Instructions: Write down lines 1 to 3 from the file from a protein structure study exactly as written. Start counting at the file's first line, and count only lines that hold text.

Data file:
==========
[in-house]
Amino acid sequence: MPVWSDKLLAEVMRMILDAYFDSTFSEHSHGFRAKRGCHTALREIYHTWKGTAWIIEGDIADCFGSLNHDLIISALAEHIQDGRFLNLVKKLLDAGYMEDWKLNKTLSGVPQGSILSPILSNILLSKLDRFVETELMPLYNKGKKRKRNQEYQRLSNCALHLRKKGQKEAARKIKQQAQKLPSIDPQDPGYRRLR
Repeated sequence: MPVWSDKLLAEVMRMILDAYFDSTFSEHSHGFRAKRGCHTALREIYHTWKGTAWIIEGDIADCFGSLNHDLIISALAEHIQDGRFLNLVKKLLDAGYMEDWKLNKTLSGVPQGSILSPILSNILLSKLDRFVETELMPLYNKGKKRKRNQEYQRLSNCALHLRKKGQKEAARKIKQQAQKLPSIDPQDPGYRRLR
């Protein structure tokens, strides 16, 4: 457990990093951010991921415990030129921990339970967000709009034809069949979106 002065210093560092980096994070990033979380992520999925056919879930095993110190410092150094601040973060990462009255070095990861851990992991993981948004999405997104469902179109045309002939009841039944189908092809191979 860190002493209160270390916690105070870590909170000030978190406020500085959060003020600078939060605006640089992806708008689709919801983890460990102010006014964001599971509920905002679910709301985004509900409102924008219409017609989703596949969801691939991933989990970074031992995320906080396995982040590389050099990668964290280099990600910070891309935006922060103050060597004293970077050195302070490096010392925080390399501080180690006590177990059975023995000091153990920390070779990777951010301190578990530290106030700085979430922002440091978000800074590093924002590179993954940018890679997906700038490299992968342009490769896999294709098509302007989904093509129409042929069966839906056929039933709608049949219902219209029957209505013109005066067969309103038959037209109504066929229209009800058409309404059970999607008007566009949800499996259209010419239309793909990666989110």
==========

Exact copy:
[in-house]
Amino acid sequence: MPVWSDKLLAEVMRMILDAYFDSTFSEHSHGFRAKRGCHTALREIYHTWKGTAWIIEGDIADCFGSLNHDLIISALAEHIQDGRFLNLVKKLLDAGYMEDWKLNKTLSGVPQGSILSPILSNILLSKLDRFVETELMPLYNKGKKRKRNQEYQRLSNCALHLRKKGQKEAARKIKQQAQKLPSIDPQDPGYRRLR
Repeated sequence: MPVWSDKLLAEVMRMILDAYFDSTFSEHSHGFRAKRGCHTALREIYHTWKGTAWIIEGDIADCFGSLNHDLIISALAEHIQDGRFLNLVKKLLDAGYMEDWKLNKTLSGVPQGSILSPILSNILLSKLDRFVETELMPLYNKGKKRKRNQEYQRLSNCALHLRKKGQKEAARKIKQQAQKLPSIDPQDPGYRRLR